“Computer Supported Cooperative Work” (CSCW) and “groupware” both refer to software that supports group projects. This article demonstrates how to build a small CSCW application using the free LINCKS CSCW.
Address GPD

We will not cover the creation of the address GPD in that much detail, but the basic steps are:

  • 1) Select the GPDmap (use the same that we used for the person GPD)

  • 2) Move to the person line. and do an insert plural.

  • 3) Name the GPD address and give it the descriptive line view of address object.

  • 4) Expand on the view of address object.

  • 5) And complete it according to Figure 8.

Now, we need to create an address object and we follow the same steps as for the initial person object. We add the object to our home directory with the result as in Figure 9.

Connecting the Address GPD & the Person GPD

We have now defined templates for storing and retrieving address and person objects, but we need to connect one person to one or more specific addresses. We would like to link one person object to one or more address objects under the link name of ADDRESSBOOK Address (group and field tag). We will modify the person object to include a link to an address object. First, we need to add a new entity to the logical structure. Let us call it address. Second, we need to specify where to find the new part, extending the person GPD as in Figure 10.

Notice that we have introduced the ATTR CONSTANT which defines a constant attribute, in this case a sequence of dashes. Moreover, in the GPD's EXPAND section we have defined that any expansion of the logical part address (which is found by following the link ADDRESSBOOK:Address) should be viewed using the address GPD. After storing the changed person GPD, we expand again the Martin Sjölin entry in our home directory and we see the added dashes as well as the placeholder <<address>> (Figure 11).

Adding a link to address +46 13 148155 to the placeholder and after expanding that phone number, we get Figure 12.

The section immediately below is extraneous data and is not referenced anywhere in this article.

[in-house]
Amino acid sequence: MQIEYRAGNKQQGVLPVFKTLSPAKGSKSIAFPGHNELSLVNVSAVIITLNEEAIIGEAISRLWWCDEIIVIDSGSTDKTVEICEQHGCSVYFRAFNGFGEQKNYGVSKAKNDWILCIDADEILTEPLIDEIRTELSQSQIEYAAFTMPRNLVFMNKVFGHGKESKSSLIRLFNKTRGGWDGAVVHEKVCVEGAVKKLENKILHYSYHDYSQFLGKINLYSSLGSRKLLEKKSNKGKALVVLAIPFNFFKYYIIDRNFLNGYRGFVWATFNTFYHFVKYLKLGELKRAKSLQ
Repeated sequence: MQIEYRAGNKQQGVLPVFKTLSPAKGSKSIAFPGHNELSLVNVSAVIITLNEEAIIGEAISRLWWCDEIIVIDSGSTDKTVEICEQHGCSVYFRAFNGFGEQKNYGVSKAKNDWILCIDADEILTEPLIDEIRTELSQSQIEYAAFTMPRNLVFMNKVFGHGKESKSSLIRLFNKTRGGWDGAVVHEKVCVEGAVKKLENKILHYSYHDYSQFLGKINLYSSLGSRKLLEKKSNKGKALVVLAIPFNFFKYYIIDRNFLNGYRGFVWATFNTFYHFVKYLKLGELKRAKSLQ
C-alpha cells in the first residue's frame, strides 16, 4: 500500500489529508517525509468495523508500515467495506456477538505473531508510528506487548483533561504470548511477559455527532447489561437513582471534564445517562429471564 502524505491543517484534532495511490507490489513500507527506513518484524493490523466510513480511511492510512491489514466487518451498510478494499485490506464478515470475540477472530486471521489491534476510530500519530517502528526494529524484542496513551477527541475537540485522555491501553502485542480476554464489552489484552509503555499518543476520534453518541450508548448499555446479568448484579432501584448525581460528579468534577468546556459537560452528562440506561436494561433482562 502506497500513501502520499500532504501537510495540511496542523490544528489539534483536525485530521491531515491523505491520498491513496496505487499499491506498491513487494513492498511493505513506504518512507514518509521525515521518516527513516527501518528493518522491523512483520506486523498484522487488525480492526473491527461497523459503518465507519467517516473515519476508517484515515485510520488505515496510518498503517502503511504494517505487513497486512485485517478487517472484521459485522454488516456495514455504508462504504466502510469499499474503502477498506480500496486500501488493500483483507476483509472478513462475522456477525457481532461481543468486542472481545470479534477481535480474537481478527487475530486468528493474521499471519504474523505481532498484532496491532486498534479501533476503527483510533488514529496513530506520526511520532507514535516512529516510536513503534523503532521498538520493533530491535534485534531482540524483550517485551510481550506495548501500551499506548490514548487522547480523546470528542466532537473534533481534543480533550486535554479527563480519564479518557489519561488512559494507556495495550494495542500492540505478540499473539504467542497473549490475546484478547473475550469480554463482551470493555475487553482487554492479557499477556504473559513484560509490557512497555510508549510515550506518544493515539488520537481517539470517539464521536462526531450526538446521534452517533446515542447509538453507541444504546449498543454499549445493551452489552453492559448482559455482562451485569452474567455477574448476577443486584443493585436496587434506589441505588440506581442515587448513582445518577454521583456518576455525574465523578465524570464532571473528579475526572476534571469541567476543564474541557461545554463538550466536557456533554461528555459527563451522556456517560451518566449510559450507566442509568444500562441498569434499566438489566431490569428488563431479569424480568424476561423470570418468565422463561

To make the person GPD look more like the standard folder or our home directory, we can put a border around the address entry (for example, the phone number) and push the left margin 10 pixels to the right by adding an entry to the FORMAT section under the logical part address as:


where we use width to specify the widget's width in pixels.

Combining the person GPD and address GPD

The last example shows how to create a combined person and address GPD, let us call it the person and address GPD. As before, select the GPDmap, add a new GPD, name it person and address with a one line description, as seen in Figure 13. This GPD contains several noteworthy features. First, we use the font specification in the FORMAT section. Any valid X11 font in our system can be specified after the equal sign. Sometimes quotation marks (“) are needed around the font name. Also, the font and marginal specification is valid for all entries which follow below (in logical structure), as seen in Figure 13. We have applied the person and address view on the person object Martin Sjölin in the home directory.

Second, in the ACCESS section, --- Indirect References --- we have re-used the ACCESS specification in the person GPD by using the same logical name on the same logical part in the address GPD and then adding a link to the person GPD. The system follows the link to the other GPD and looks for the ACCESS specification under the name name and birth date. Thus, we only have the ACCESS specification in one GPD instead of copied into several GPDs (we avoid magic numbers!).

Third, what about the addresslink structure part? We have defined addresslink to point to the address object in the ACCESS section which results in an address object. Then, in the STRUCTURE section, we have used the indirect feature and re-used the address GPD (as seen by the descriptive name on the line below address).

Now, if we use the --- Indirect References --- in ACCESS, EXPAND, or FORMAT sections, we are only re-using the declaration for that specific logical part, that is, we are using that ACCESS, EXPAND or FORMAT declaration in the other GPD. But, when using the indirection in the STRUCTURE part, we use the STRUCTURE, ACCESS, EXPAND and FORMAT declarations in the GPD that is pointed to (in this case the address GPD) and no longer use any declarations in the GPD that is pointed from (the person and address).

For example, if we add a FORMAT specification for the address part in the person and address GPD, it will not be used since any FORMAT declaration must be included in the (address) GPD pointed to—try it out yourself. The mechanism is similar to a function call.

This introduction, along with the material in the xlincks manual, should help get you started. If not, you will have to bug the author enough to finish the real GPD tutorial, hopefully before the next public release of LINCKS (hopefully released by the time you read this).


Martin Sjölin is about to complete an MSc in computer science at the Department of Computer and Information Science, University of Linköping, Sweden. He is working in the fields of hypertext/hypermedia, document handling, CSCW, and information filtering/sharing. He is responsible for support and development of LINCKS, whenever he is not browsing the net (WWW, mailing lists, Usenet). Beside computers, he enjoys cooking, backpacking, skiing, wind surfing, canoeing, and reading, whenever he is not hacking on LINCKS or Linux for the MacIntosh. (




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